ELECTRICAL CIRCUITS

Transcription

ELECTRICAL CIRCUITS
5/5/2015
ELECTRICAL CIRCUITS
The CELL
The cell stores chemical energy and transfers it to
electrical energy when a circuit is connected.
When two or more cells are
connected together we call this a
Battery.
The cells chemical energy is used
up pushing a current round a
circuit.
S.MORRIS 2006
More free powerpoints at www.worldofteaching.com
What is an electric current?
simple circuits
An electric current is a flow of microscopic particles
Here is a simple electric circuit. It has a cell, a lamp
called electrons flowing through wires and
and a switch.
components.
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cell
wires
switch
lamp
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In which direction does the current flow?
from the Negative terminal to the Positive terminal of a cell.
To make the circuit, these components are connected
together with metal connecting wires.
simple circuits
When the switch is closed, the lamp lights up. This is
because there is a continuous path of metal for the
electric current to flow around.
If there were any breaks in the circuit, the current
could not flow.
circuit diagram
Scientists usually draw electric circuits using symbols;
cell
lamp
switch
wires
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Circuit Symbols:
Battery
Resistor
Light-bulb
Three general types of circuits:
Closed Circuit - There is a
complete loop with wires
going from one side of the
battery through a resistor(s)
to the other side of the
battery.
Switch
Open Circuit - There is not a
complete loop.
Wire
Short Circuit - There is a
complete loop, but it does
not contain any resistors.
Chapter 22: Current and Resistance
Only Working
Circuit
CURRENT
•Most modern day appliances require electricity to operate.
•The electricity generates a current which runs through the
appliance.
•The current is made out of charged particles
•Current is defined as the rate at which charge flows through a
surface area perpendicular to the direction of flow.
•For example: if the charges are flowing through a wire, the
area is the cross-sectional area of the wire
I
Q
t
Where: I = current (amps, A)
Q = change in charge or how much charge
flows (Coulombs, C)
t = time (seconds)
Example: The amount of charge that passes through the
filament of a certain lightbulb in 2.00 sec is 1.67 C. Find (a)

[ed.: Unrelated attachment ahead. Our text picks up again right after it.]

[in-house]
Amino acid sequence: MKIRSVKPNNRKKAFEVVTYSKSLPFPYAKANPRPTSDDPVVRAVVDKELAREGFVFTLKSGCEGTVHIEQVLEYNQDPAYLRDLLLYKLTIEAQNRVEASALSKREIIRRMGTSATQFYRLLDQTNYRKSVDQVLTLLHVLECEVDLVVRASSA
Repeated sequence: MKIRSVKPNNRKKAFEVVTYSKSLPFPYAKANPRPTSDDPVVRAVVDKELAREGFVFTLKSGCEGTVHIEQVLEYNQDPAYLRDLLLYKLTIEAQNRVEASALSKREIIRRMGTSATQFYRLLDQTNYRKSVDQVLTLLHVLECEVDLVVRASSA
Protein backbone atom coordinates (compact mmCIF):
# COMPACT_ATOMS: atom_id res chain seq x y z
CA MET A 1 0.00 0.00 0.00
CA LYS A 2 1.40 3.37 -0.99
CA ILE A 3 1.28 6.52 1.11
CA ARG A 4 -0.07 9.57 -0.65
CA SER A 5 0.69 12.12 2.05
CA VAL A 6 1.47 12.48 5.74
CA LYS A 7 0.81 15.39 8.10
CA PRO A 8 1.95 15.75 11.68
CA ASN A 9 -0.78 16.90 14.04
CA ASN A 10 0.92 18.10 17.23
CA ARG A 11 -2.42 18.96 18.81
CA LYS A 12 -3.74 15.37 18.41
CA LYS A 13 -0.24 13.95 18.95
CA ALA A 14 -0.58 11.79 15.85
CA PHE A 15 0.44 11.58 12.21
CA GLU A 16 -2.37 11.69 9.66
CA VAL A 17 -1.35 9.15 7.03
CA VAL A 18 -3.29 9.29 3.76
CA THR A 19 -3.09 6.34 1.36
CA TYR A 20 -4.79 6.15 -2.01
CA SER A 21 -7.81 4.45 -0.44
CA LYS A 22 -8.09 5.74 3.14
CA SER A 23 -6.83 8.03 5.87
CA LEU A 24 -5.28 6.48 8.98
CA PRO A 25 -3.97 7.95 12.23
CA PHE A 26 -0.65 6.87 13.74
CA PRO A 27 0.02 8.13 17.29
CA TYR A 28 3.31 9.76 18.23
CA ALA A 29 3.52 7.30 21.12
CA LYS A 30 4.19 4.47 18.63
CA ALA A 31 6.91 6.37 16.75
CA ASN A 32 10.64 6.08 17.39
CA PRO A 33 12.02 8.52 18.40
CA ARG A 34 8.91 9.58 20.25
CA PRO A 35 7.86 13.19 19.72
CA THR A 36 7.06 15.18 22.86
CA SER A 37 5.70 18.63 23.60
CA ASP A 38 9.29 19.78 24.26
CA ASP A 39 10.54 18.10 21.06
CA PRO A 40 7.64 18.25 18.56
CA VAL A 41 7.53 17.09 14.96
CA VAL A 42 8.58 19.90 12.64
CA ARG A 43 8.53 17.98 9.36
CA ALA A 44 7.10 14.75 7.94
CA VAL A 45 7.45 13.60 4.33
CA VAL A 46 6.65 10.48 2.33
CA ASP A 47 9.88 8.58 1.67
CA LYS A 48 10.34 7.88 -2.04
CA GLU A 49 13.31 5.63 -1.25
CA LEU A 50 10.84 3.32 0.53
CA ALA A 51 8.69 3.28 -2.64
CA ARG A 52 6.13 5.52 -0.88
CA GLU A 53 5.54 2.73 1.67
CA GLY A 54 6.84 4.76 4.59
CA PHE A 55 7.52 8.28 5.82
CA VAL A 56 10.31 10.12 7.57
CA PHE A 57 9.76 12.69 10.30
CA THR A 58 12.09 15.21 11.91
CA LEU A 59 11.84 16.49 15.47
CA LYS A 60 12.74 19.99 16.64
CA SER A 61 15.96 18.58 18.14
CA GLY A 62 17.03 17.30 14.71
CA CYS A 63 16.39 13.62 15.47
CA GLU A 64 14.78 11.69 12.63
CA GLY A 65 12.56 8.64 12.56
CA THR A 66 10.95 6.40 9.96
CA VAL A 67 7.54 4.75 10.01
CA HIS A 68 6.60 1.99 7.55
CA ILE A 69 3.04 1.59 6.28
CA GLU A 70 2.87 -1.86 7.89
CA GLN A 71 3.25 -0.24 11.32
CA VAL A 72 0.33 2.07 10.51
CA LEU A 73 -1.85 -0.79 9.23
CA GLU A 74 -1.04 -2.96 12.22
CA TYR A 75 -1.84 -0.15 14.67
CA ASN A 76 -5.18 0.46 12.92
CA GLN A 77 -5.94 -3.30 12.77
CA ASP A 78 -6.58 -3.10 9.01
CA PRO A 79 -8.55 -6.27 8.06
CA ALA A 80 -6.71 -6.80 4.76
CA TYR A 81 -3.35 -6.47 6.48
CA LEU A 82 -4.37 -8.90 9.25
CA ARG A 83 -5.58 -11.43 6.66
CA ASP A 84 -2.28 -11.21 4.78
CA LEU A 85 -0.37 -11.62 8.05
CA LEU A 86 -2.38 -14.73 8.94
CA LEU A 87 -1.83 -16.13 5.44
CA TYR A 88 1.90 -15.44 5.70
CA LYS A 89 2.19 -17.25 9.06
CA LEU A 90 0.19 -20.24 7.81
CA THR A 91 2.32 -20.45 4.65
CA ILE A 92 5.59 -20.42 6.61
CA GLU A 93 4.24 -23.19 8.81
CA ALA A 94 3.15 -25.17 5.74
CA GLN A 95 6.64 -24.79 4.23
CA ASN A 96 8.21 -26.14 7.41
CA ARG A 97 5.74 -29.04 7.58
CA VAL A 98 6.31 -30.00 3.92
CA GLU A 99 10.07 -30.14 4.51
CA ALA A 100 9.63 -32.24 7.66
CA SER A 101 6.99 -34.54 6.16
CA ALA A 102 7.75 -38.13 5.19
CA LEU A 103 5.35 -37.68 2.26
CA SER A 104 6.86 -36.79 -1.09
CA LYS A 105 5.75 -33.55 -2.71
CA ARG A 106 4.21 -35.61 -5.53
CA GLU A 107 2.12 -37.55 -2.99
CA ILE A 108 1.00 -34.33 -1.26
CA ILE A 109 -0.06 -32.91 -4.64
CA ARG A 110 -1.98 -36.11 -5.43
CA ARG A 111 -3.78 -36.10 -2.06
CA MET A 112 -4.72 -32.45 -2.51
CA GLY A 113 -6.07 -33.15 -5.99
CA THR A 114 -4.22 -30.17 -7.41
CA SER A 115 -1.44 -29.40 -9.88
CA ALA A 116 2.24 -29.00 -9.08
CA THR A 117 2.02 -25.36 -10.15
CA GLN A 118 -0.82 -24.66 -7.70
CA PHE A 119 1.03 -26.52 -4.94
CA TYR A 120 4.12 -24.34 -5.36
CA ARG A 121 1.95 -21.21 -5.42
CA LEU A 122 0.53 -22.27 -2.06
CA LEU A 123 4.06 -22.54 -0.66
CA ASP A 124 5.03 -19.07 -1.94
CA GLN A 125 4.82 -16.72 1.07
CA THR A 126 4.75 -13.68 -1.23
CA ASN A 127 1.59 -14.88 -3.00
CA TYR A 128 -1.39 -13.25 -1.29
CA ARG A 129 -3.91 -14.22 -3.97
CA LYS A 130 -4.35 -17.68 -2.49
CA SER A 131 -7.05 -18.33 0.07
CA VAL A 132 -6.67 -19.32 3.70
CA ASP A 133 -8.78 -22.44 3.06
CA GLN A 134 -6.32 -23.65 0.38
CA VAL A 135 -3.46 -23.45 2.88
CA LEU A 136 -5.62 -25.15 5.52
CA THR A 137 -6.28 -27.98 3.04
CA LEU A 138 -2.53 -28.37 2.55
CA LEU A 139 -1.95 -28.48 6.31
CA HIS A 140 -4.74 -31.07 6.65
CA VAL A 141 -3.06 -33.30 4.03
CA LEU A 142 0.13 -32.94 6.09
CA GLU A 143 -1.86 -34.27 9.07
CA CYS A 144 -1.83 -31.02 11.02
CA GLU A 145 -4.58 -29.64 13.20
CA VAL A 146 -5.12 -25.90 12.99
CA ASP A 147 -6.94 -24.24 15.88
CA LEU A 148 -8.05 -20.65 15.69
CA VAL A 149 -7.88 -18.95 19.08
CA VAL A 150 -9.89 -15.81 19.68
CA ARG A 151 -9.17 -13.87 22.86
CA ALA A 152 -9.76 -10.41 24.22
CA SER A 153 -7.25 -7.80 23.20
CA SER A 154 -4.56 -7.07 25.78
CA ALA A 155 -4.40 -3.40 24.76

the current in the bulb and (b) the number of electrons that
pass through the filament in 5.00 sec.
I
Q 1.67C

 0.835A
t 2.00s
(b) First find the total charge in 5.00 sec. Then find how many
electrons that is (remember, 1 electron = 1.6x10-19C)
Q
5.00s
1electron
Q  4.175C 
 2.611019 electrons
1.6 10 19 C
0.835A 
Electric Current Flow
In real circuits it is electrons (-charges) that are
flowing. We call this kind of current “electron current”.
However, for simplicity we assume that all charge
carriers are positive. We draw current arrows in the
direction that such charges would move….that is, positive to
negative.
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I was positive I was right about this.
Historically this is because Ben Franklin
guessed wrong about the charge
carriers in a metal being positive.
For an electric current to flow between two
points, two conditions must be met.
1. There must be a conducting path between the
points along which the charges can move.
WHY? The conducting material allows the
charges to move.
2. There must be a difference of electric potential
(volts) between the two points.
WHY? The potential difference makes the charges
want to move.
What does potential have to do with it?
But tip the pipe, increase the
potential of one end so there is a
difference in potential across the
ends of the pipe, and water will
flow.
And so it is with
electric current flow.
Water doesn’t flow in the pipe when both ends
are at the same height. That is to say, water will not
flow when both ends of the pipe are at the same
potential (height).
You get current to flow through a conductor by applying
a voltage across it. This voltage creates an electric field within
the conductor. This electric field in turn creates a force on all
the charges within the conductor. If charges are free to move,
as in a conductor, they do. In solids these charges are always
electrons.
An ampere is a fairly large amount of current:
0.1 A flowing between your hands across your
heart will kill you. (Fortunately, your body has
fairly high resistance so it takes a substantial
voltage to drive that much current.)
Current flow is the measure of electrons moving within a
conductor.
Amperes, or amps, measures the amount of current that flows.
Amps is named after a 19th-century French physicist, AndreMarie Ampere, and abbreviated A.
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